garment workers

Calls to stop a government crackdown on trade unionists and garment workers in Bangladesh have paid off as the 35 activists who were arrested in a series of December raids have been released.

However, major problems remain in the country’s garment industry as the government neglects to fully comply with its labour and human rights commitments.

According to Tailored Wages Report — Are the Big Brands Paying the People Who Make Our Clothes Enough to Live On? published by the Clean Clothes Campaign and the Asia Floor Wage Alliance on March 2014, only four of 50 big brand multinational clothing and footwear companies contacted were able to demonstrate they had taken any steps that might lead to improved wages for the Cambodian workers who make many of their expensive fashion products.

I was deeply saddened to read the article by Anne Elizabeth Moore titled “What’s the Price of Workers’ Lives in Cambodia?” published on January 17 in the US-based Truth-out.org website.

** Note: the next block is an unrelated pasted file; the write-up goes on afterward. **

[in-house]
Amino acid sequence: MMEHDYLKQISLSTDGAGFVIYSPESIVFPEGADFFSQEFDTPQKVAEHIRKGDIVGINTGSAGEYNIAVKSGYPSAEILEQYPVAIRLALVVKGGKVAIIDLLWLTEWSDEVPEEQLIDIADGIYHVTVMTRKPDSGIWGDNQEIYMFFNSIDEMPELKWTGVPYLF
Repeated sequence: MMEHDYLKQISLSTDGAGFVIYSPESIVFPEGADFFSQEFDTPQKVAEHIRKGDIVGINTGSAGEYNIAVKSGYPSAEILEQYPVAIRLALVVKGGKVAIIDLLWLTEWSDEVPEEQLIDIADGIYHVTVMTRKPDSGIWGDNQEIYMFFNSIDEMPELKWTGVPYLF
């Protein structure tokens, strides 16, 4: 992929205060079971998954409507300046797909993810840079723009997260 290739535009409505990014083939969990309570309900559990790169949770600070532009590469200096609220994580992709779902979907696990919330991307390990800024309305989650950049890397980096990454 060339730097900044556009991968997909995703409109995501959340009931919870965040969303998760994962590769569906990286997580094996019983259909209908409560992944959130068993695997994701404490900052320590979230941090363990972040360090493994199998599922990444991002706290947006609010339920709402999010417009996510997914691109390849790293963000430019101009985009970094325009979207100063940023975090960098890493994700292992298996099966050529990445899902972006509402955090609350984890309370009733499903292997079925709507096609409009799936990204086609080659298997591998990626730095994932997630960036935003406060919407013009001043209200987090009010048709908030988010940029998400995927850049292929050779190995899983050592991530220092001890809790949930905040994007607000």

This story contained an outrageous attack on the Cambodian garment workers demonstration over the minimum wage by a well-known Cambodian blogger, academic and human rights activist Sopheap Chak.

An estimated 700,000 Cambodian garment, accessories and footwear workers (90% of whom are women) are among the lowest paid in this globalised industry. They produce fashionable products sold at high prices in the West under big brand names like Gap, Walmart, H&M, Puma, Nike, Adidas, Columbia and Levi Strauss. Major Australian retailers that source garments from Cambodia include Coles, Kmart, Target, Big W and Pacific Brands.

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